36 Hours in Pittsburgh (The New York Times)

Sometimes gritty, always hilly, Steel City’s charms are often hidden below the surface. While the revitalization of downtown Pittsburgh has earned lots of attention, lately much of the action is found farther out, in once-overlooked neighborhoods like Lawrenceville and East Liberty. Here, old-school stalwarts mingle with artsy young people, helping to create a city that serves as a canvas for the kind of urban dreams that more crowded and expensive cities can’t foster. It’s a place where abandoned buildings reveal art museums in the making, where decaying industrial sites prove ripe for urban exploration, where residential streets hide kitchens turning out remarkably fresh, local food. Best of all, if you aren’t afraid of a few slopes, it can be easily explored by bike or even on foot.

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Could the Next Brooklyn Be Pittsburgh? (Brooklyn Based)

When the borough you call home becomes known as one the most expensive places to live in America, it’s natural to look around for better alternatives. For a hot, Internet second, Buffalo—which recently made that list of cities that young college graduates are moving to—looked like a fine choice, so long as you enjoy brutal winters and more economic initiatives than jobs. But there is another metropolis the 25-34 cohort is gravitating toward that is considerably more buzzworthy, filled with James Beard Award-nominated chefs, tech startups, and the cool factor of a soon-to-open Ace Hotel. The city that holds all this promise? Pittsburgh.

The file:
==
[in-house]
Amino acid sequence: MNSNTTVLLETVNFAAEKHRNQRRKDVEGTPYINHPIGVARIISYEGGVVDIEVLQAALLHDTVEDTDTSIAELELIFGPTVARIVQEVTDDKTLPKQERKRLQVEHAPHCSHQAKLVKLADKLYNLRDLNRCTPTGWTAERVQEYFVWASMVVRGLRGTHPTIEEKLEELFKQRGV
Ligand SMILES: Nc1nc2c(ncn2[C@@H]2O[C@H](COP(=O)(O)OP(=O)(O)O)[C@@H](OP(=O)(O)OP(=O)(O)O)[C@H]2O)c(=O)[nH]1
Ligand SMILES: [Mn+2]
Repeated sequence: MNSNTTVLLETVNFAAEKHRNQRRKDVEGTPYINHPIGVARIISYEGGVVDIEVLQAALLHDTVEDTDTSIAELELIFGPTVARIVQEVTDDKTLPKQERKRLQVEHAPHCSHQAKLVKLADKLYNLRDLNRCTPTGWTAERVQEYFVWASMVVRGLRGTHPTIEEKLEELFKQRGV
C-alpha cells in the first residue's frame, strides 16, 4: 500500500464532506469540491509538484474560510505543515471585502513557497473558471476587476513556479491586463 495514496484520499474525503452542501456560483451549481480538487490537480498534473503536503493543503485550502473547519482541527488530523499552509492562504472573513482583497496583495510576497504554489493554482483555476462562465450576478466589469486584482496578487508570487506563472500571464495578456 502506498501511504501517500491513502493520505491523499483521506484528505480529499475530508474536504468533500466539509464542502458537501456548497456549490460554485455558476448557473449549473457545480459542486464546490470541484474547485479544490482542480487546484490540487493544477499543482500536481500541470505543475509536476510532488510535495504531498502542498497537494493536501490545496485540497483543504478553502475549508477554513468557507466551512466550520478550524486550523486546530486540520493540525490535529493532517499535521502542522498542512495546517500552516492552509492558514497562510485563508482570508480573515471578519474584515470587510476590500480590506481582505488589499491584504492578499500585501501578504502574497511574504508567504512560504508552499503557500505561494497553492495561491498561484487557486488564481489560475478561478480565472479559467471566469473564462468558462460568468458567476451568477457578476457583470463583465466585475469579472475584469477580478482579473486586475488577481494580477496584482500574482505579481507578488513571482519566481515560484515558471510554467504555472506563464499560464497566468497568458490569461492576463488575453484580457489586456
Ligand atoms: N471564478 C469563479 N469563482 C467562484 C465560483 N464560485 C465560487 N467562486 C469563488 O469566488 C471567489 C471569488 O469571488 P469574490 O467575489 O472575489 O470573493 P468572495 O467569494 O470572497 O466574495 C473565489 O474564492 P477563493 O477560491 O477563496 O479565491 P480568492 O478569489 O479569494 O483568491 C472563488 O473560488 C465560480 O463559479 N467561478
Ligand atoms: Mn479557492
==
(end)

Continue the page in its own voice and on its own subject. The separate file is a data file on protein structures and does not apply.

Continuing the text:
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Planned Smallman Place condos in Strip District selling fast (Pittsburgh Tribune-Review)

Sales agreements are in place for about two-thirds of the 36 condominiums that a suburban Philadelphia developer is planning in the Strip District, months before construction is set to begin. The Smallman Place condos went on the market in the first week of April. “If you have the right project at the right place and the right price, you can be successful,” said developer Jack Benoff of Solara Ventures Inc.

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Exclusive: Smallman Place sells 20 condos shortly after listing them (Pittsburgh Business Times)

The first condo project of any scale under development in Pittsburgh in years is off to a strong sales start. Jack Benoff, principal of suburban Philadelphia-based Solara Ventures, told the Pittsburgh Business Times the new 38-unit Smallman Place in the Strip Districtgenerated at least 20 sales agreements about a week after the project’s condos were posted on the multi-list.

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Solara Ventures, Benoff find calling with condos (Pittsburgh Business Times)

By now, Jack Benoff counts as something of a development curiosity in Pittsburgh. In a market in which most plans for condos have stalled and switched over to rental projects, Benoff is that condo guy — the developer who has made it work selling condo units whatever the challenges. For those still dubious about condos in Pittsburgh, Benoff offers a different perspective on what he finds challenging.

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Condos back in local development discussion (Pittsburgh Business Times)